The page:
International marketing talents recruitment: special session
Marketing Talents - China Opportunities
Helping Chinese companies locate international talents
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Is Teaching in China a Good Idea?
Want to know whether it's a smart idea to teach English in China? What's the fun quotient? Can you describe the difficulties? Do you think it's a good idea to apply?
The Realities of English Instruction in China
I taught at a middle school in South China that was still very rural and my pupils were seventeen to eighteen years old.
At first, it was these two aspects that presented the most difficulty. It took a little time for the pupils to grasp that I was their instructor even though I was only two years older than them. After completing my training in a busy metropolis, I had to readjust to life in a quieter setting.
Due to the large size of Chinese classrooms (my own school had over 600 kids the year I taught there), it is usual practice to repeat a lecture many times, each time to a new set of pupils.
At first this was disappointing, as I expected all the students to react to the lesson plan in the same manner. It was a lot of fun to tailor my lessons to the individual needs of my students once I figured out what worked best in each class. I would ask them what they would want to study but actually they were simply hungry to see images of my “hometown.” Chinese kids are incredibly captivated with photographs from your home, Western cuisine, your residence, anything!
It was amazing to realize how much they enjoyed simply being able to look at images they couldn’t access anyplace else.
There were occasions when I wondered how many times my actions may have been seen as offensive to their culture, but I also knew that they would never say anything.
Things will get less difficult with time.
The pupils were understanding and my teaching improved each time. They were really reserved at first, and I had to remind myself that I was an alien to them as well. It took some time for my older pupils to warm up to the idea of participating in group activities and speaking exercises (which they may not be accustomed to) in class.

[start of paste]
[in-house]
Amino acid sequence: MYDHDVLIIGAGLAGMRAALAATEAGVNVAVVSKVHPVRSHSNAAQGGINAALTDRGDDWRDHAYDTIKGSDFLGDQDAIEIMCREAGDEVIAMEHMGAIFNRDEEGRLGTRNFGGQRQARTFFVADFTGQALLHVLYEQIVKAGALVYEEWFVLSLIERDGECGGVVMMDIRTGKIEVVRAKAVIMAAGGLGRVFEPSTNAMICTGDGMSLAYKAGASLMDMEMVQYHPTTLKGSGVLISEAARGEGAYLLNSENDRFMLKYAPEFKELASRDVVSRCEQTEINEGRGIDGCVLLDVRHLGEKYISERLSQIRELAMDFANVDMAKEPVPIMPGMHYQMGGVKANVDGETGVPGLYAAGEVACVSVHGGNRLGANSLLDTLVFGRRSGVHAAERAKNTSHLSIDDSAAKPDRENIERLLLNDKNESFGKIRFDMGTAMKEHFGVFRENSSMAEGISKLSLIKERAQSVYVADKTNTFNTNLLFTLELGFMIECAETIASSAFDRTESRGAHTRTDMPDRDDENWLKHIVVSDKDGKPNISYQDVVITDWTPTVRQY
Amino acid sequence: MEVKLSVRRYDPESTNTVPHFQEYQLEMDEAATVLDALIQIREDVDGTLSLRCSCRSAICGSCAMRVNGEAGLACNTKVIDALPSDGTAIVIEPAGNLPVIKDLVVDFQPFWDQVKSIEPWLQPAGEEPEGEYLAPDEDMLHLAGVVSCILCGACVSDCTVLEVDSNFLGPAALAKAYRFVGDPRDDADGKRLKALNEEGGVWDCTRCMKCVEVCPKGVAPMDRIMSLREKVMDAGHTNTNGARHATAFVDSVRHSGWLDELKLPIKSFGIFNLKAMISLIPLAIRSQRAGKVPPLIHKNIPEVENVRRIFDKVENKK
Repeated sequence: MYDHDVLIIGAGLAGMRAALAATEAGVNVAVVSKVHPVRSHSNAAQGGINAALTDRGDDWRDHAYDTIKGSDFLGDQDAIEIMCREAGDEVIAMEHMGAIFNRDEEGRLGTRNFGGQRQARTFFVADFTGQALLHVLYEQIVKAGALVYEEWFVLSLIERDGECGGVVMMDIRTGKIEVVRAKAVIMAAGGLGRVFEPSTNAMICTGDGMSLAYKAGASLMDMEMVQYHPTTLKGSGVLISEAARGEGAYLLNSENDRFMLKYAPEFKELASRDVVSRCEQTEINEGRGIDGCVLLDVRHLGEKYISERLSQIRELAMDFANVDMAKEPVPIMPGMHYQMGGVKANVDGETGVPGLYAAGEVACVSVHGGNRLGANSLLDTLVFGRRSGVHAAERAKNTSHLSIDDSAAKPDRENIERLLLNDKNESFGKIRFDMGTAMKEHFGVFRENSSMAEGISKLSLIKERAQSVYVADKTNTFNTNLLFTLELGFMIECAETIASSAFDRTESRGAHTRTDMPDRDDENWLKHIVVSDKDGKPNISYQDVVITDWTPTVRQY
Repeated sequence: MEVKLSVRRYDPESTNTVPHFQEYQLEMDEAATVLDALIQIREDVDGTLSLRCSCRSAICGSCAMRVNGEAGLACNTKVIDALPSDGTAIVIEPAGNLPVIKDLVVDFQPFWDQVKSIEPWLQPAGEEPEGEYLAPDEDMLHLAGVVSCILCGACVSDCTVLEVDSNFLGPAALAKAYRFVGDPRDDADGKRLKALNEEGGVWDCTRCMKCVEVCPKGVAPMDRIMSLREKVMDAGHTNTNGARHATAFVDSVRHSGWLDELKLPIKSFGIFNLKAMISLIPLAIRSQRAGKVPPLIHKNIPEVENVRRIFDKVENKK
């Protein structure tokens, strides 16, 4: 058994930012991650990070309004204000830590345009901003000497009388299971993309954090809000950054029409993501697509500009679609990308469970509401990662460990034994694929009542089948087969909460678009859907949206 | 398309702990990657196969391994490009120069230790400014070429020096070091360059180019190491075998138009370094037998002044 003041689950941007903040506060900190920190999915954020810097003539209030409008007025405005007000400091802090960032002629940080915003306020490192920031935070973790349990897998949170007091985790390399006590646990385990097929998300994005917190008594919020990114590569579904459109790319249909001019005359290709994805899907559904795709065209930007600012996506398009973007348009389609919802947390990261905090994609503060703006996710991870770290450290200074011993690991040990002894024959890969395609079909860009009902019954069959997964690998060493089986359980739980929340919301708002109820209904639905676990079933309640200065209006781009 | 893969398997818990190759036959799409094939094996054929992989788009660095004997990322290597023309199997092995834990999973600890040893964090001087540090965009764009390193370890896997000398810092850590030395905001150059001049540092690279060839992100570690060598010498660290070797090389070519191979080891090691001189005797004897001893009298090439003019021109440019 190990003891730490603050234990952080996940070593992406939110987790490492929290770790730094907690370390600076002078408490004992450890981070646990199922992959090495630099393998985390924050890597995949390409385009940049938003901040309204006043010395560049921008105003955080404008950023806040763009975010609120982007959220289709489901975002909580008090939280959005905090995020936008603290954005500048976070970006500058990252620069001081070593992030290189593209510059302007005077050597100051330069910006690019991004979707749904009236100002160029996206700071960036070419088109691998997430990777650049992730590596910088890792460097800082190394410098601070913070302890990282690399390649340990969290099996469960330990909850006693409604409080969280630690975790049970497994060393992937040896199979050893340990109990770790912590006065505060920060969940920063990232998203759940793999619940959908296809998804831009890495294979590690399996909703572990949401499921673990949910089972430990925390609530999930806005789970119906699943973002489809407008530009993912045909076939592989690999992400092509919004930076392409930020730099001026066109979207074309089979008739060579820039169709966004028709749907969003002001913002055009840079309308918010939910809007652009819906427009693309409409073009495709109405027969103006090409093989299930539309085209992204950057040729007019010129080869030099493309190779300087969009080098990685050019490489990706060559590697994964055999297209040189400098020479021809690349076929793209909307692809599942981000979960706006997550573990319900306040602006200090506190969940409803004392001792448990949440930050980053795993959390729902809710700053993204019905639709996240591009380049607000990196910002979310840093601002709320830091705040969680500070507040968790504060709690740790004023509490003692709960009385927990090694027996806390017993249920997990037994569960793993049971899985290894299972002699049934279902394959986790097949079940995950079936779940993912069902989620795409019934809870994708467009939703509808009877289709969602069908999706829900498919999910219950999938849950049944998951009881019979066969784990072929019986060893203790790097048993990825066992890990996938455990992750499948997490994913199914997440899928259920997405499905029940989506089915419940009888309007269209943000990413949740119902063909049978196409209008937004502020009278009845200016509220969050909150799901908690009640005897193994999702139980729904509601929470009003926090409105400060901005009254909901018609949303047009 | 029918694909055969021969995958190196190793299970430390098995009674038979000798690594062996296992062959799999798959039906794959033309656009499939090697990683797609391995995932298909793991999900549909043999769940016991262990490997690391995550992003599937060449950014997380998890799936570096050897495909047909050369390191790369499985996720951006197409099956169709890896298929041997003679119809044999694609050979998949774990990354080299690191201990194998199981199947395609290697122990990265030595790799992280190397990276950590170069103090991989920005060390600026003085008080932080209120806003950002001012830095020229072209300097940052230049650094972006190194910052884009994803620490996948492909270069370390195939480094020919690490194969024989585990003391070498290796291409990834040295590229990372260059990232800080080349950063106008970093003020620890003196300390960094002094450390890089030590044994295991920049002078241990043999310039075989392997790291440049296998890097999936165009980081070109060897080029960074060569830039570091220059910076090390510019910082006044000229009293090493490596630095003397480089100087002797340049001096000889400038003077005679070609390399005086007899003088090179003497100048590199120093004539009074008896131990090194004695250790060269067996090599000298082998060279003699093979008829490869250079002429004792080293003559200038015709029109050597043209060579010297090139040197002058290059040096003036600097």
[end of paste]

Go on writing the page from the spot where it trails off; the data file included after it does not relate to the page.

I made sure to include enough of reading, writing, and listening exercises to appease the Chinese English instructors, but I also found ways to inject some of my own personality into the lessons. Lesson plans benefit from being based on what a language learner would need to know, such as how to order meals, go shopping, inquire about interests, and get about. The pupils found all of these themes quite simple to write down but it is a foreign teachers duty to encourage them to break out their shell and speak about it! There are tons of entertaining methods to aid pupils with pronunciation too.
At the conclusion of the four months, my students finally accepted me as one of them, and I made some great friends among them who were eager to show me the "true" China. While teaching and living in a foreign culture can be challenging at times, the rewards are worth the effort.
Everyone who is considering of applying to teach English in China should do so, be ready for the experience (doing a TEFL course is suggested), and make the most of it.